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Summary of COVID-19 guidelines for NB manufacturers

Author: Jane Landry

Posted on May 15, 2020

Category: Research Reports , Manufacturing , JDI Roundtable

Drawing from case studies, recommendations, and current WorkSafeNB guidance, Dr. Sarah McRae from the JDI Roundtable on Manufacturing Competitiveness in New Brunswick presented her report titled, “COVID-19 Protocol and Considerations for New Brunswick Manufacturers” on May 14 via webinar.

Dr. Johannes Doemer of WorkSafeNB was also in attendance to answer questions.

The report highlights mandatory requirements, suggested protocols and occupational hygiene best practices for New Brunswick’s manufacturing sector based on current WorkSafeNB guidance, and examples from global manufacturing operations.

At a minimum, employers are required to take all reasonable steps to implement WorkSafeNB requirements, including remaining current on all changes to recommendations and guidance documents.

Current WorkSafeNB Guidelines

As of May 14, WorkSafeNB outlines a three-tier hierarchy for compliance with mandatory requirements outlined in New Brunswick’s State of Emergency legislation and occupational health and safety legislation.

The first tier posits that all employers must ensure physical distancing where possible and increased hygiene practices.

For employers that cannot ensure a minimum of 2 meters distance between employees, employers must install physical barriers in lieu of physical distancing.

Active screening of all employees, enhanced sanitation practices, and appropriate PPE are required if employers are unable to ensure physical distancing practices and cannot install barriers. In these cases, employers must take every reasonable step to ensure interactions are minimized.

Dr. Doemer also noted that WorkSafeNB now requires businesses to have a operational plan outlining all COVID-19 safety measures they have in place.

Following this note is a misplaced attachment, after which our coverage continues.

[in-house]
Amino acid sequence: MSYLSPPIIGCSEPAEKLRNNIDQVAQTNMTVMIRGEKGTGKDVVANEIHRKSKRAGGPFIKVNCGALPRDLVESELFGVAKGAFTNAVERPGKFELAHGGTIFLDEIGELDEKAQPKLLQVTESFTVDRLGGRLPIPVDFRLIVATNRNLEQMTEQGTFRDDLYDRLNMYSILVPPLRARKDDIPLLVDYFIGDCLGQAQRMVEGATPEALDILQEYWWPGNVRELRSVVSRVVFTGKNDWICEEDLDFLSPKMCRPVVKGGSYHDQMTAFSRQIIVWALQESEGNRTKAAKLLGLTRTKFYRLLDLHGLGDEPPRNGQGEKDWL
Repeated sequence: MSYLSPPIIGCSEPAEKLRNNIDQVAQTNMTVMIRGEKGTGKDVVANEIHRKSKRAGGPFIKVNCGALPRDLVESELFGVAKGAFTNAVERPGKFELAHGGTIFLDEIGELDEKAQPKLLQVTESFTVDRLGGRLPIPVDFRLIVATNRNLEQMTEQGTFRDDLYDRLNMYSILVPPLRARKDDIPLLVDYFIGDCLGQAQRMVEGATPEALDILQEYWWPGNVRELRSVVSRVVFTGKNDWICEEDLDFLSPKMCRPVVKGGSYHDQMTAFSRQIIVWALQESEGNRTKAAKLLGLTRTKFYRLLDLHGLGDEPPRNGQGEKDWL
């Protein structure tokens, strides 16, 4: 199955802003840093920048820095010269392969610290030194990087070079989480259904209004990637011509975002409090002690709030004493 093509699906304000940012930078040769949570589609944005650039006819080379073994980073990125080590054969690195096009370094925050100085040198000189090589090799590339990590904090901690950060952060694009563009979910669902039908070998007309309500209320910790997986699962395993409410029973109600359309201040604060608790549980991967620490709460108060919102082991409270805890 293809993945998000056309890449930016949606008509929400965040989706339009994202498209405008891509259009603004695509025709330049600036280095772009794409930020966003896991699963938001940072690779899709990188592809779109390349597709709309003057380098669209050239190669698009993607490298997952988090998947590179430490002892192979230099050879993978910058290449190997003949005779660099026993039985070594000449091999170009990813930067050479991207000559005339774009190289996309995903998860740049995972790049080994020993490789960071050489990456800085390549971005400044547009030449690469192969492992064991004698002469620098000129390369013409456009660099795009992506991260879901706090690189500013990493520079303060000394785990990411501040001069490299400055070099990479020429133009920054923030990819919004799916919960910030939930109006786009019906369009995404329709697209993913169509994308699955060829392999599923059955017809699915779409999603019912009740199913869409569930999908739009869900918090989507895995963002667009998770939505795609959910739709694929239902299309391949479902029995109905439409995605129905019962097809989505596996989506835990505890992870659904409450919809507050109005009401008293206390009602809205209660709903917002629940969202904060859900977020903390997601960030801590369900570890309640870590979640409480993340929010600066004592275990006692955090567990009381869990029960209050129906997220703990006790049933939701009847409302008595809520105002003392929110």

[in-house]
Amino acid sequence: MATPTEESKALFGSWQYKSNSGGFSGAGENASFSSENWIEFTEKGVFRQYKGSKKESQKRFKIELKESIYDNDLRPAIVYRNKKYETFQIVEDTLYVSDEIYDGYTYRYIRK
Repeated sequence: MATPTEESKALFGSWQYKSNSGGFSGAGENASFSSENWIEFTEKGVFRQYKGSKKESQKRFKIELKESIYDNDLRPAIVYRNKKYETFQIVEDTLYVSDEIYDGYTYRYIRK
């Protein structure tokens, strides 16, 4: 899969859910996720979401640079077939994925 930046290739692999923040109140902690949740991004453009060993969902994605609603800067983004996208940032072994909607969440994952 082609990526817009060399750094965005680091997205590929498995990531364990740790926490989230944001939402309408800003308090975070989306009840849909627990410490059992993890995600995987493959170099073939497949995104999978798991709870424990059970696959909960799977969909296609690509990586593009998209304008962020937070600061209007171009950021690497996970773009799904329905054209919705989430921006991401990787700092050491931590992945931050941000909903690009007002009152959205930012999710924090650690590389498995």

Key themes

Dr. McRae recommends four essential activities to practice, which have emerged out of existing research and best practices. These activities include adjusting operations, employing active screening, preparing for a fast and thorough response to a (potential) outbreak, and practicing clear and ongoing communication of expectations.

Adjusting operations is the first action employers must take. This step could take the form of staggering shifts, rearranging floors, placing markers on floors, and making one-way hallways, to name a few. It is important to note that effectively and successfully performing this step could eliminate the need to follow other steps.

Employing active screening and other safety measures is crucial when physical distancing is not possible. As mentioned in the current WorkSafeNB hierarchy, when physical distancing is not possible, physical barriers must be in place – and when physical barriers cannot be installed, active screening is mandatory. Therefore, in these situations, employers must enforce face coverings. Furthermore, to prepare for the event that contact tracing may need to be done, employers will need to start record-keeping to have on file those with whom an employee has come in contact.

Preparing for a fast and thorough response to outbreaks is important for employers. Examples of this include preparation to assist with contact tracing (via record-keeping), protocol for self-monitoring and isolation for symptomatic workers, setting consistent shifts, and arranging smaller work groups/teams.

Ensuring clear and ongoing communications can take the form of understanding the virus, formulating clear policies for employees, providing proper training for sanitation and PPE, displaying visible signage, and providing constant reminders (such as symptoms and expectations).

Keep in Mind

Going forward, keep as up-to-date with current information as possible. We have seen how quickly the situation can change, and as employers, the responsibility of workplace health and safety starts with you.

New Brunswick is fortunate to have the strong, and resilient manufacturing sector that we do. Do not forget to remain vigilant, and as Dr. McRae mentioned, “New Brunswick manufacturers have an opportunity to emerge as manufacturing leaders.”

Watch the webinar: 




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